This recipe produces wonderful summer tacos–little avocado wedges on a tasty refried beans pillow. Garnished with shredded cabbage and cheese, as well as salsa, you really can’t go wrong here. Plus, if you prepare the Poblano Ranch Dressing too, you’ll make it better!

I’ve made these tacos both ways; frying in peanut oil and baking in the oven. I found that the frying leads to a bit more of a uniform and golden crispiness, but rotating the avocado wedges in the oven did a fairly good job of even browning as well.

Since avocados can be bland, the key to maximum tastiness is to season the flour well and also to hit the finished avocado wedges with a sprinkle of kosher salt.

Avocado Tacos with Poblano-Buttermilk Dressing

. . . → Read More: Fried (or not) Avocado Tacos with Creamy Poblano Ranch

Chana Dal Chowder with Turmeric, Ginger and Garlic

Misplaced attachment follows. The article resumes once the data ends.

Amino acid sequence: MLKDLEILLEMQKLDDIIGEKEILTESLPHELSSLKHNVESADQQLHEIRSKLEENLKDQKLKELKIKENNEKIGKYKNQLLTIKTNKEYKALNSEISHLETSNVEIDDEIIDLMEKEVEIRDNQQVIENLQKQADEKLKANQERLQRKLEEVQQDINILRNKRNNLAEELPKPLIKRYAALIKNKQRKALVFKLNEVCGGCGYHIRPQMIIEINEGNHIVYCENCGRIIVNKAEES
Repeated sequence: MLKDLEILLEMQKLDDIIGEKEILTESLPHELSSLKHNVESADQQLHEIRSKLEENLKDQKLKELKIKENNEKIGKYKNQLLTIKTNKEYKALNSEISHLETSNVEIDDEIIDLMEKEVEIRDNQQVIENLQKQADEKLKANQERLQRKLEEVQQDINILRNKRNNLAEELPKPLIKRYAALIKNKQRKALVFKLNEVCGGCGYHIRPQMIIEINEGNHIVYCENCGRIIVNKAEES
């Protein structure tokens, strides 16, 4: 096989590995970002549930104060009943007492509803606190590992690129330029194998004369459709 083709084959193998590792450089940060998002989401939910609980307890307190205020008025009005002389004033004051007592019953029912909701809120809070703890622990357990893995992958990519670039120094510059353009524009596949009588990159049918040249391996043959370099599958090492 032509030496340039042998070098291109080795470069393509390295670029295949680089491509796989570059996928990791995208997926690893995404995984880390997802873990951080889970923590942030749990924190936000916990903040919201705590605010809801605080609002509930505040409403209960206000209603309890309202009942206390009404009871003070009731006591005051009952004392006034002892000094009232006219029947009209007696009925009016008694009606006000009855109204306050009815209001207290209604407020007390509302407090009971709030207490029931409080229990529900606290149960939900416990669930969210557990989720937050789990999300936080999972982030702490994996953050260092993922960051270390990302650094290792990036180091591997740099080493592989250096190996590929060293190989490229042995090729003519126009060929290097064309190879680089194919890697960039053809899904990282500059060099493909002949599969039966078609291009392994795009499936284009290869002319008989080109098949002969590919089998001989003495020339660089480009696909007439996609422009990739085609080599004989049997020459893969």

Chana Dal Chowder with turmeric, ginger, and garlic

Feeling a little meh? Forget the chicken noodle soup, this is what you want when you’re craving a big bowl of comfort!

This is a meal for chilly days or sleepy evenings when you’re not quite sure if you’re catching a cold or if you just need to recharge. It’s thick and hearty and satisfying in a way you’d expect a chowder to be but with only a small amount of cream.

Chana dal beans* are a type of split chickpea (a Dezi chickpea to be precise) that sort of resembles a yellow split pea in appearance. They are very high in fiber and typically used in traditional Indian cooking. And once you stock your kitchen with a bag or two of these small and sunny yellow legumes, you will find that you will want to use them in all kinds of things—soups, stews, even hummus.

That said, you can also use the same amount of plain ol’ brown lentils in this chowder instead. And if you want to swap the broth for diet or convenience, go ahead and use a vegetable or a chicken one.

. . . → Read More: Chana Dal Chowder with Turmeric, Ginger and Garlic

FFwD: Green-as-Spring Pork Stew

Green as Spring Pork Stew